by William J. Vermillion. All rights reserved
A while back on the SCO list there was some discussion on tape, and I took the time to show why the newer tape drives with their higher data transfer rates had less wear on the drive and tape than did the older lower capacity drives.
Tony suggested I expand on this as he said I am good at explaining things.
So this is a description of how some of the current tape drives, and immediate predecessors work.
Because of the processes involved and to make sure that everyone has at least the level of knowledge to understand this, I'll start by explaining the basic fundamental concepts that relate to this technology.
We have the electron - the part of an atom which spins around the nucleus just as the planets spin around the sun, and the magnetic domain - just like the north pole, or a simple child's magnet.
The atom is the basic building block. Some materials [elements] have electrons which are easy to dislodge and move over to another atom. [Using the analogy of the planets these electrons would be those furthest from the sun.]
A material with easily movable electrons is called a conductor. A material which will not let go of it's electrons is an insulator. One of the most commonly used materials for conductors is copper [atomic symbol CU]. Glass is an example of an insulator.
When a conductor [from now on we'll just call it a wire] is passed through a magnetic field, or conversely a magnetic field passes a wire, then some of the outermost electrons will be move from one atom to another. And electrons from another atom will take their place.
Knowing that moving a wire in an magnetic field, or moving the magnetic field in relation to that wire causes the electrons to move, we now need to understand the consequences of doing this.
If we move a wire into the magnetic field the electrons will flow in one direction or another, depending on the orientation [north or south] of the magnetic field.
At the lowest level a magnetic particle has a north pole and a south pole. A magnetized bar of metal has ends that has the same north/south orientation. These are called bar magnets. If we bend the bar in a loop we now have the typical horseshoe magnet with north and south poles across the gap at the end of the U shape.
Now let's take a wire and make it into a loop. We will place this loop perpendicular to the U of the magnetic and at the opening of the magnet. Thus if we rotate the loop one side of the loop will enter the U and while the other side exits.
The direction the electrons flow depends on the orientation of the magnetic field. If as the top of the loop enters the magnetic field [well designate this north for this example] the electrons would want to flow into the wire from the outside, then the electrons at the bottom of the loop [nearest the south pole] would want to go in a direction from the wire to the outside.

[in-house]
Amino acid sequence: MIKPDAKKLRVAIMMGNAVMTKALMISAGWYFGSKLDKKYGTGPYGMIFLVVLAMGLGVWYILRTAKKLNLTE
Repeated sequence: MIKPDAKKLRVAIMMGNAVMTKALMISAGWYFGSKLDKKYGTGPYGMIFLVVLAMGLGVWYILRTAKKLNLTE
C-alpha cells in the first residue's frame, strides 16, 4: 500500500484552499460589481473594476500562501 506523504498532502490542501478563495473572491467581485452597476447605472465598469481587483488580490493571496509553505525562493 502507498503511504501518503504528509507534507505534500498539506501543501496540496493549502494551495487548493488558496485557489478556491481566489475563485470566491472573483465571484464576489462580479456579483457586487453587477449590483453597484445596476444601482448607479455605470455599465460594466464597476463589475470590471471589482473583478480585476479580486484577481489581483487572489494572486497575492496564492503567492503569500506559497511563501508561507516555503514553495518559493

Looking at it this way you can see that electrons go in one end and out the other. All well and good. Now as the loop moves through the first quarter of a revolution, it will enter the domain of the south pole of he magnetic the electron movement will slow, stop, and then reverse direction.
If we make the loop bigger - by coiling up this one length of wire - we will generate more electrons - which translates into high current.
If we spin this loop at 60 times each second then we basically have generated 60 cycle alternating current. [It is called alternating because the electrons reverse direction.] The speed at which they reverse defines the cycle. In the US the the current is 60 cycles per second. [60 cycle AC or just AC] In Great Britain it is 50 cycles per second.
At one time all measurements included a time domain, eg seconds, days, months, etc. Today the term Hertz - abbreviated Hz - is used to define a 'cycles per second'. So 60 Hertz is the same as 60 cycles per second.
If you ask yourself that if moving a wire inside a magnetic field causes electrons to move, would putting electrons inside a wire which is inside a magnetic field then cause the wire to move, the answer would be yes. That is exactly how we make an electric motor.
In either of the above examples we could have held the wire stationary and moved the magnetic field. The end result is the same whether we moved the conductor or the magnetic field. Some motors are built where what we think of as the outside of the motor moves while the center part - the shaft - stays stationary.
The last part of the this basic understanding is that we can also create a magnetic field with electrons. This is called an electro-magnet. That is something which is magnetic only when we pass an electric current through it.
Take a plain old nail, wrap some wire around it, attach each end of the wire to a flashlight battery, and you will have created a magnet. If you are the experimenting type do NOT try this with anything larger than a flashlight battery. Working with electricity above the level of a flashlight battery demands knowledge and care.
If you understand the above then that's all you need to know about electricity and magnetism to understand the basics of how we use magnetic media in the computer world, whether it be hard disks or tape drives.
To summarize these fundamentals.
Now - on to how we make all this work together.
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More Articles by Bill Vermillion © 2011-04-29 Bill Vermillion